While most of us are aware that we are surrounded and affected by any number of chemicals every day, few of us are well informed of the potential dangers even the most unlikely products and activities pose.
Today there are probably some 60 million or so chemicals, including around 145,000 registered industrial chemicals in the world, and by no means all of these are tested and guaranteed to be safe.
The spread of dangerous chemicals, coupled with the general lack of knowledge about them in our everyday environment, could lead to a global human catastrophe, according to Åke Bergman, professor of environmental chemistry at Stockholm University.
“My biggest fear today is that there are too many chemicals that we do not have enough control over,” says Bergman. “We, as researchers and authorities, have done a lot of work with the chemicals that we know about already, but if we don’t work harder with those we are not so knowledgeable about, we could well have
uncomfortable surprises in the future.”
Over the years, hot topics like biodiversity, conservation, and climate issues have pushed chemicals and their consequences down the list of high profile causes, so when Bergman was asked to participate in a film highlighting the dangers inherent in the spread of chemicals, he saw it as a chance to redress that balance.
In Submission, (Underkastelsen in Swedish) filmmaker Stefan Jarl examines his blood and discovers hundreds of different substances in it he had no idea about.
“Stefan Jarl came to me and suggested making a film,” says the professor. “I said it was precisely what I wanted to do, but I am aware that if an academic makes a film, it will be most likely be hopeless, so it was up to me to make sure that it was factually correct and to help Jarl find the right way through the jungle, so to speak.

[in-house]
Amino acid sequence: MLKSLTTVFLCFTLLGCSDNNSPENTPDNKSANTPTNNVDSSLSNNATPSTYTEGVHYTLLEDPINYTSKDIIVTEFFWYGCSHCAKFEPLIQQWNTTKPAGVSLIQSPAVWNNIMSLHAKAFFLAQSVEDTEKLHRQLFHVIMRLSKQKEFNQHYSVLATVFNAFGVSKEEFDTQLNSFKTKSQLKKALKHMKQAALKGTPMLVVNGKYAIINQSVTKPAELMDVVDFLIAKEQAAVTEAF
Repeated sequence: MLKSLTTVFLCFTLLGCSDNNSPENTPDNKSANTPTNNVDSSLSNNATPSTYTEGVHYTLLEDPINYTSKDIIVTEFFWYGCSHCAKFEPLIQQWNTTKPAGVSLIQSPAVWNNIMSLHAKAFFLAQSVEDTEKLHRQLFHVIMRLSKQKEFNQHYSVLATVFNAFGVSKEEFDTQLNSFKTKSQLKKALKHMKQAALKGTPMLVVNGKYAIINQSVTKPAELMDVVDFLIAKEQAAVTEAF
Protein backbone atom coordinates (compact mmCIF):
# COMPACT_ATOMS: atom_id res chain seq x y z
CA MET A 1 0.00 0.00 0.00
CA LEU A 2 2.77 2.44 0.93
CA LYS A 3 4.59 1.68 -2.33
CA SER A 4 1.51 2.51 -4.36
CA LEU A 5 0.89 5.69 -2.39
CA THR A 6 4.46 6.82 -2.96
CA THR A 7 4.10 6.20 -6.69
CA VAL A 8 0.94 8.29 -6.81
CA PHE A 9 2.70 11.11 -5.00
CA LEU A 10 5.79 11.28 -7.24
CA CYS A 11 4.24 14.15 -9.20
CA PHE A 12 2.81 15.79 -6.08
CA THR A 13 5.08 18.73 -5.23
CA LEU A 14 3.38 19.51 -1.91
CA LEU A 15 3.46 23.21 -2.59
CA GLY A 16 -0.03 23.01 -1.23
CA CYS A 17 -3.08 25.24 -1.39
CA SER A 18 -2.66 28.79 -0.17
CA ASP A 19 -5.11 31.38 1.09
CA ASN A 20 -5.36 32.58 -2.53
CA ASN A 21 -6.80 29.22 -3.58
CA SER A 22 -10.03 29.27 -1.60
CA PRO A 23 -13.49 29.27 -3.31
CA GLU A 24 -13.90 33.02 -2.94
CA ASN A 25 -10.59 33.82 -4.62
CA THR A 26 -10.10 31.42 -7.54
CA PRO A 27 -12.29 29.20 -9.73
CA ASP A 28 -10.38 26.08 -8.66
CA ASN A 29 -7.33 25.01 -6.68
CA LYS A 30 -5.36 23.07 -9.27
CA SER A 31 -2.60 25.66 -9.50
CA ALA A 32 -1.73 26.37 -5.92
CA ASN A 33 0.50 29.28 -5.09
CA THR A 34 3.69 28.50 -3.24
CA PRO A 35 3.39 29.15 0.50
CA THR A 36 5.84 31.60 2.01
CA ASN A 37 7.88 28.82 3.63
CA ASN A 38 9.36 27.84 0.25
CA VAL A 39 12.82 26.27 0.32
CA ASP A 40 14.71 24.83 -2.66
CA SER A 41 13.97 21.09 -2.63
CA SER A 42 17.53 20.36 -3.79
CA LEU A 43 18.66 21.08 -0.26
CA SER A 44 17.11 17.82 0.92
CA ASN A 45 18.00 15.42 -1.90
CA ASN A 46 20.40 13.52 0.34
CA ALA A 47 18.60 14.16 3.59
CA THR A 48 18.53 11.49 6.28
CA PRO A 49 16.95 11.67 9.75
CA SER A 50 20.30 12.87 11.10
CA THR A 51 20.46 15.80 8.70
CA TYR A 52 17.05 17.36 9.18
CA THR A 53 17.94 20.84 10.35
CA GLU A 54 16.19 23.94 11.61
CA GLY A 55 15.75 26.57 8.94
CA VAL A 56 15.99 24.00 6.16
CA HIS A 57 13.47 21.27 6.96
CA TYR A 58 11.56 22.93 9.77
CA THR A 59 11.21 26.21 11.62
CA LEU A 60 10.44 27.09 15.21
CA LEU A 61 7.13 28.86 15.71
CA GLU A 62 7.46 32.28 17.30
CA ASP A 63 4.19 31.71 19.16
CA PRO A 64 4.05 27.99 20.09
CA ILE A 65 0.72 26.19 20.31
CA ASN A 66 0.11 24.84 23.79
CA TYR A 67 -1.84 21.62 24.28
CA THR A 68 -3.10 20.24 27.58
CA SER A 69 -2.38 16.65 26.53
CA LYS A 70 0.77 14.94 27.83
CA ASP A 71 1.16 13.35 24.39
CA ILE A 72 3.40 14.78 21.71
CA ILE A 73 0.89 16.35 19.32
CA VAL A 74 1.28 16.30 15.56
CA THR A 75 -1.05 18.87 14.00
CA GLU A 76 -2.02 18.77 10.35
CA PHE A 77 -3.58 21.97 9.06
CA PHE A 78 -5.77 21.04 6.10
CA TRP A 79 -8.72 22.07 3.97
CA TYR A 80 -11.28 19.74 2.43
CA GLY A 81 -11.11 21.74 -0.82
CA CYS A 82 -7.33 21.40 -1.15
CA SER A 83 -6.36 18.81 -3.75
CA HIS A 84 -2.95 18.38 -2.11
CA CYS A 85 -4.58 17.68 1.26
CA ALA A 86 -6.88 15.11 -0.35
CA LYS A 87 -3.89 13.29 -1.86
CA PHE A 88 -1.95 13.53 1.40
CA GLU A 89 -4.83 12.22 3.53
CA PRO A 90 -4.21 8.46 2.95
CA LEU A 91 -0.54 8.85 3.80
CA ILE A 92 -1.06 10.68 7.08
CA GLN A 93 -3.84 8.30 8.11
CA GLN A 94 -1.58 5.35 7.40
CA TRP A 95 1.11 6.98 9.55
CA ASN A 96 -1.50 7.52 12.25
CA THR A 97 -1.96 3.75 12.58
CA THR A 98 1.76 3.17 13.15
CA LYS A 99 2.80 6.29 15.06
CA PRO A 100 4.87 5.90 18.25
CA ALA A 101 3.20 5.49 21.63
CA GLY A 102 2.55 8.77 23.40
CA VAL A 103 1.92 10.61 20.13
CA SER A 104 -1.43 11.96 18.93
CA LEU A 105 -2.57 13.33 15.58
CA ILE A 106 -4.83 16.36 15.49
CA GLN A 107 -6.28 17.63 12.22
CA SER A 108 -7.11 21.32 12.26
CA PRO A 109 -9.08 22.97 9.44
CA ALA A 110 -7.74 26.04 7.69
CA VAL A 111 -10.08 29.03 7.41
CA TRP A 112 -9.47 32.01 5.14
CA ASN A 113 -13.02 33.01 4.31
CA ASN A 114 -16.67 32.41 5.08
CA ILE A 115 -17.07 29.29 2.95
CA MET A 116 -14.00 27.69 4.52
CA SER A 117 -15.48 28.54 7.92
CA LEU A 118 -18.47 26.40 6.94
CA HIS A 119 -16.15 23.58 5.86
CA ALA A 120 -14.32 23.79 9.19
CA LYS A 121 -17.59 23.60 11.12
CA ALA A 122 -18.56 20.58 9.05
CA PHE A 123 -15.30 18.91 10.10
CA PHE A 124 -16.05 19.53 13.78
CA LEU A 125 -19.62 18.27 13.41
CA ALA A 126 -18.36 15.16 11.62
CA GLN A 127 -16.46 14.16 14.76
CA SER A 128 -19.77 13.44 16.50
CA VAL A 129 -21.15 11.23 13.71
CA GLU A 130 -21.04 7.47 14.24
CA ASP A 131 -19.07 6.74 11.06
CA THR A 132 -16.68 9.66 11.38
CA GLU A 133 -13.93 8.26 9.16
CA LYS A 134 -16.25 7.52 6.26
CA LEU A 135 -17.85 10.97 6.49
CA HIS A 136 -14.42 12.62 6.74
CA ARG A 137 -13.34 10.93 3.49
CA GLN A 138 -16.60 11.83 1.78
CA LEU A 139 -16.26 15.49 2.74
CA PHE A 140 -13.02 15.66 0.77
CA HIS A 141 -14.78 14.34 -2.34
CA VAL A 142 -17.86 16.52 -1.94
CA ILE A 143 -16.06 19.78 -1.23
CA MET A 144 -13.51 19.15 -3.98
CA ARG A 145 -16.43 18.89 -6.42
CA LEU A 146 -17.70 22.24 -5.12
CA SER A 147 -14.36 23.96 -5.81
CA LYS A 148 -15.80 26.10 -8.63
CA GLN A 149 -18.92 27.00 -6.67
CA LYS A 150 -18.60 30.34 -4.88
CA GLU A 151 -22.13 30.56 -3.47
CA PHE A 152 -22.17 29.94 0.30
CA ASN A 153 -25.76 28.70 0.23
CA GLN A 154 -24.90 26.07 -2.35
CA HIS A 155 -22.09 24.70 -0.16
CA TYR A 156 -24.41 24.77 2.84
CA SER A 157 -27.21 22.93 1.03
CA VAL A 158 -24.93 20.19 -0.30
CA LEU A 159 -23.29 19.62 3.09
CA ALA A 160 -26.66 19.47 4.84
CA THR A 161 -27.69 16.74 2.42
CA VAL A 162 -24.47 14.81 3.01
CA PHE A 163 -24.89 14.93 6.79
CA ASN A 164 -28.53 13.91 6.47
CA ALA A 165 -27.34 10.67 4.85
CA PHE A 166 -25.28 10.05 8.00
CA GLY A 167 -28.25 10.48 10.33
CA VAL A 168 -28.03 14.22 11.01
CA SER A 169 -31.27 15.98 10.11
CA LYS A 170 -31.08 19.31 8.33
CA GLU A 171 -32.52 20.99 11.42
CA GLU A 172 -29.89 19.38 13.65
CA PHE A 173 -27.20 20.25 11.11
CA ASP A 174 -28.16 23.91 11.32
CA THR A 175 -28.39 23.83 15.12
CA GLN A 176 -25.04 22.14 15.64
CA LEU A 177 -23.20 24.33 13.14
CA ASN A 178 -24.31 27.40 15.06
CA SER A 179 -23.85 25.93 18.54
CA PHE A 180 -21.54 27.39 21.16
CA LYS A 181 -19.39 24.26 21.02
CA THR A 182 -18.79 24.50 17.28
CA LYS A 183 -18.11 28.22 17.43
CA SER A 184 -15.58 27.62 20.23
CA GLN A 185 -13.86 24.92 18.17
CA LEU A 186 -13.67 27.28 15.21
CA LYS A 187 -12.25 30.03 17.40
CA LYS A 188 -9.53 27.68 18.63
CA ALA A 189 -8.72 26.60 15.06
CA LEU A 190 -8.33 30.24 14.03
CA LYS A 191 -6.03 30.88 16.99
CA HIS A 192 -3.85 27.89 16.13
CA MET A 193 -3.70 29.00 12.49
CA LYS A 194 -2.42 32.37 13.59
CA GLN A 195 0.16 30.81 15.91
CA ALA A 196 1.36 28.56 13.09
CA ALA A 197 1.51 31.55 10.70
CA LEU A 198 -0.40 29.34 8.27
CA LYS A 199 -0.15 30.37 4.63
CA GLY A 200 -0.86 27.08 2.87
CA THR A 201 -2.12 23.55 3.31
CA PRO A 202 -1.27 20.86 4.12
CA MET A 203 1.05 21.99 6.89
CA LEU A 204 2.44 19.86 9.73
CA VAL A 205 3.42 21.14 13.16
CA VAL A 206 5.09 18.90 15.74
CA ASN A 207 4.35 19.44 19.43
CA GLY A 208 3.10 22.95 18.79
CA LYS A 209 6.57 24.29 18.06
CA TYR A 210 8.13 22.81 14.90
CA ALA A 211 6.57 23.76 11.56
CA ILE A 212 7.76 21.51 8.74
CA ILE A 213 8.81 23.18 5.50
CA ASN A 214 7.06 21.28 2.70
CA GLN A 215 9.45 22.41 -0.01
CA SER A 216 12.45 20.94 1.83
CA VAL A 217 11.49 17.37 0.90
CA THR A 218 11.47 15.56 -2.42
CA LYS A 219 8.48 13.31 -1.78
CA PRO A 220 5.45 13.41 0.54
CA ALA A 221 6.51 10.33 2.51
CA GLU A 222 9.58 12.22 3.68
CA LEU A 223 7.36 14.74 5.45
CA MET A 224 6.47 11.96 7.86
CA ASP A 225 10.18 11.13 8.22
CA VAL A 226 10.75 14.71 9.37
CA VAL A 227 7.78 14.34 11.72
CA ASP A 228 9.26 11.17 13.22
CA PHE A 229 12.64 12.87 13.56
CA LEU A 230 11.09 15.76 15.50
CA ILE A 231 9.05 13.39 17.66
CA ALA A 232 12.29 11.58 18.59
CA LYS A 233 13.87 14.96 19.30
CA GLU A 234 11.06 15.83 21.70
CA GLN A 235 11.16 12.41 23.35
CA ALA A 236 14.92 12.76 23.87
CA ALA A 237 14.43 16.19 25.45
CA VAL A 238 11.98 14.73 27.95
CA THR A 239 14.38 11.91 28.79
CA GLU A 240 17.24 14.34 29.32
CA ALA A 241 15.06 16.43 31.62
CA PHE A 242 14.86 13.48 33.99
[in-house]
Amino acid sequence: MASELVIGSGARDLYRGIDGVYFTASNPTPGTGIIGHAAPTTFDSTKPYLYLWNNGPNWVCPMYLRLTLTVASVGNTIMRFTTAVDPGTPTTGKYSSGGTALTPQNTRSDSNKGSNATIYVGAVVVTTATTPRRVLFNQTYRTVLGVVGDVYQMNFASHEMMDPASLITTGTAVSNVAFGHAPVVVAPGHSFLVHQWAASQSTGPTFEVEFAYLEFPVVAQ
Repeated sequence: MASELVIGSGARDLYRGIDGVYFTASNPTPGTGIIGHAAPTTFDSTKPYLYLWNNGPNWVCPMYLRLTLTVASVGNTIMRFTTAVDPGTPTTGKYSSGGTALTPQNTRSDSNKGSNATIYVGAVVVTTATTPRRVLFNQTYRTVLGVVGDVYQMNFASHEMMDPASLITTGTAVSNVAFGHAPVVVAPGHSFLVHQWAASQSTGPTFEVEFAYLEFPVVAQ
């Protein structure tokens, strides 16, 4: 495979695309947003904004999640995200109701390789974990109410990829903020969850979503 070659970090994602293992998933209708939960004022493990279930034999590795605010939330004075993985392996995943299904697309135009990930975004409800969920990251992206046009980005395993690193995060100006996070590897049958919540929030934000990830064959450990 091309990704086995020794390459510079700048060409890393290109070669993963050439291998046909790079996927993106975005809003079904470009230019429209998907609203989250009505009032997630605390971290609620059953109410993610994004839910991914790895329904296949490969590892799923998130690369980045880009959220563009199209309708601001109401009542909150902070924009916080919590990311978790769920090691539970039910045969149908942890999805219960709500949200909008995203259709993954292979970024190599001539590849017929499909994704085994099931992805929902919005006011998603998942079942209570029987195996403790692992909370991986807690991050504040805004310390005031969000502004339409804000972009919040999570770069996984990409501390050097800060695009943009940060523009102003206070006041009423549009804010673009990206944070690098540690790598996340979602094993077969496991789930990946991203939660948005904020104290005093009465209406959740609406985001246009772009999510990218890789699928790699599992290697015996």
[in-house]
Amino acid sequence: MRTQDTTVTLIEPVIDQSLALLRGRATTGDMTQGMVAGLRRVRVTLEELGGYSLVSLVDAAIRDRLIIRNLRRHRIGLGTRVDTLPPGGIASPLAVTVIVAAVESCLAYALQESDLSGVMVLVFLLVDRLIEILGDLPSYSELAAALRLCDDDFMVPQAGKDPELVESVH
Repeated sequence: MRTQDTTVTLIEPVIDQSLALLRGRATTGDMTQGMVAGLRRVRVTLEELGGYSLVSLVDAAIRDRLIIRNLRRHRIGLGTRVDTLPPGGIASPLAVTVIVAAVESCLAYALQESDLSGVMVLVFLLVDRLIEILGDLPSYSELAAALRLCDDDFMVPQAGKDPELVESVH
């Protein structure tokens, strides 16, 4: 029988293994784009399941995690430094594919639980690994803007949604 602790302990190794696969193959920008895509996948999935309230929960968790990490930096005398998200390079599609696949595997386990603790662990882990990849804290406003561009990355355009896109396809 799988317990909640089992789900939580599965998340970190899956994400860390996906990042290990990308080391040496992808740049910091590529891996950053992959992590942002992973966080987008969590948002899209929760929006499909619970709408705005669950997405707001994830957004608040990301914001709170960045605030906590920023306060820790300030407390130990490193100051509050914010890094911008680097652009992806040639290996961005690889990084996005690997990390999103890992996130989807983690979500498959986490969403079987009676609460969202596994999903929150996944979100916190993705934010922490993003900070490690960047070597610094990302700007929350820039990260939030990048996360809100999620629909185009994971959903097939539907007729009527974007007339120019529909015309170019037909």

“In the end I was really pleased that the film came out, because it has a major political significance,” says Bergman.
The intention of the film is to have an effect on society at large, in the same way that Fast Food Nation and Supersize Me have had on the food industry.
It also highlights how frustrating it is to Bergman that we as individuals have very little chance of making a major difference, but he insists nevertheless that there are glimmers of hope.
“It is a political question of course, but on a business level, companies like IKEA and H&M take these kinds of issues very seriously. They can help put pressure on, and try to force change,” says Bergman.
Meanwhile, further afield, he has also seen signs of encouragement.
In China, which has enormous production and consumption, major steps have been taken and there is a clear interest to improve the situation from an academic viewpoint, according to the professor. There, Bergman has been involved in a partnership – part-funded by Swedish international development agency SIDA – with the third largest university in Shanghai, to build facilities and help develop environmental policies in his area of expertise.
Meanwhile, he is currently doing a review on endocrine disruptors for the United Nation Environmental Program (UNEP) and World Health Organization (WHO).
The goal is to update research on hormones but mainly to warn of the dangers chemicals can pose. He will go to Nairobi in September to continue his work.
Bergman is worried about the possible effect chemicals have on our bodies, how they are connected to certain diseases and how they interact with our hormone system.
Although many health statistics have been improving over the past few decades, a few illnesses are rising mysteriously. From the early 1980s to the late 1990s, for example, autism increased tenfold; from the early 1970s to the mid-1990s, one type of leukaemia was up 62 percent, male birth defects doubled, and childhood brain cancer was up 40 percent.
Some many experts suspect a link to the man-made chemicals in our food, water, and air there is pretty strong circumstantial evidence that obesity and diabetes are two diseases that can be related to the intake of dangerous chemicals.
Meanwhile, another area Bergman has been working with since the 80s is the use of flame-retardants; chemicals added for safety to just about any product that can burn. These can be found in mattresses, carpets, the plastic casing of televisions, electronic circuit boards, and cars, to name just a few.
”I want to see a more active chemical policy in Sweden and the EU, because it is a very hot question for the development of a sustainable society, health and prosperous environment,” says Bergman.
And with Bergman’s continuing work on international and national levels gaining more and more recognition, and the higher profile likely to result from the distribution of Submission, he could be about to get his wish.
Article sponsored by Stockholm University